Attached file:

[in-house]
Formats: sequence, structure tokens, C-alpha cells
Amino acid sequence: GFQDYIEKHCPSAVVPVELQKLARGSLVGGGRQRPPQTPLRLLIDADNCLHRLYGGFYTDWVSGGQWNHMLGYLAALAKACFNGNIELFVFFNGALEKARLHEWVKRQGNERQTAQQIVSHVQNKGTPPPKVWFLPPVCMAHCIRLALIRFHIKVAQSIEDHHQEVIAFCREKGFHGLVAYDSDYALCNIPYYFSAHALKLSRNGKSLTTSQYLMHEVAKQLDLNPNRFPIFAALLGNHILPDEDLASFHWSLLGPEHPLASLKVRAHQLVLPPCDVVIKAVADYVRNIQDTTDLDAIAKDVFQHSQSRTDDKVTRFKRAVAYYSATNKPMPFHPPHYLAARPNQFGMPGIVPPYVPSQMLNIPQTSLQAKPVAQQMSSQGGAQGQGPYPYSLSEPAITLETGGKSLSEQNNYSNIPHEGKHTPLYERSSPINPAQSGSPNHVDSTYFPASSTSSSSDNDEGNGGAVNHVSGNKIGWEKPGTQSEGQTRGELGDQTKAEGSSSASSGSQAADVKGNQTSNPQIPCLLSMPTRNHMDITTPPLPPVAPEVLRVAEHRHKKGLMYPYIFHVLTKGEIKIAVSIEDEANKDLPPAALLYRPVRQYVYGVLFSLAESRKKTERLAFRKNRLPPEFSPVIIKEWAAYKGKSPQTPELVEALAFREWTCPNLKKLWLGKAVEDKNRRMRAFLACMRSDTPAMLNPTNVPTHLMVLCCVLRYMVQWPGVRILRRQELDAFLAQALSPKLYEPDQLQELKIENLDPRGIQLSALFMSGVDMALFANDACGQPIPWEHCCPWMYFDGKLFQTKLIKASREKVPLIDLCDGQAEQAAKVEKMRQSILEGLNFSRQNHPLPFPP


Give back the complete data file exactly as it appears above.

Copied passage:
[in-house]
Formats: sequence, structure tokens, C-alpha cells
Amino acid sequence: GFQDYIEKHCPSAVVPVELQKLARGSLVGGGRQRPPQTPLRLLIDADNCLHRLYGGFYTDWVSGGQWNHMLGYLAALAKACFNGNIELFVFFNGALEKARLHEWVKRQGNERQTAQQIVSHVQNKGTPPPKVWFLPPVCMAHCIRLALIRFHIKVAQSIEDHHQEVIAFCREKGFHGLVAYDSDYALCNIPYYFSAHALKLSRNGKSLTTSQYLMHEVAKQLDLNPNRFPIFAALLGNHILPDEDLASFHWSLLGPEHPLASLKVRAHQLVLPPCDVVIKAVADYVRNIQDTTDLDAIAKDVFQHSQSRTDDKVTRFKRAVAYYSATNKPMPFHPPHYLAARPNQFGMPGIVPPYVPSQMLNIPQTSLQAKPVAQQMSSQGGAQGQGPYPYSLSEPAITLETGGKSLSEQNNYSNIPHEGKHTPLYERSSPINPAQSGSPNHVDSTYFPASSTSSSSDNDEGNGGAVNHVSGNKIGWEKPGTQSEGQTRGELGDQTKAEGSSSASSGSQAADVKGNQTSNPQIPCLLSMPTRNHMDITTPPLPPVAPEVLRVAEHRHKKGLMYPYIFHVLTKGEIKIAVSIEDEANKDLPPAALLYRPVRQYVYGVLFSLAESRKKTERLAFRKNRLPPEFSPVIIKEWAAYKGKSPQTPELVEALAFREWTCPNLKKLWLGKAVEDKNRRMRAFLACMRSDTPAMLNPTNVPTHLMVLCCVLRYMVQWPGVRILRRQELDAFLAQALSPKLYEPDQLQELKIENLDPRGIQLSALFMSGVDMALFANDACGQPIPWEHCCPWMYFDGKLFQTKLIKASREKVPLIDLCDGQAEQAAKVEKMRQSILEGLNFSRQNHPLPFPP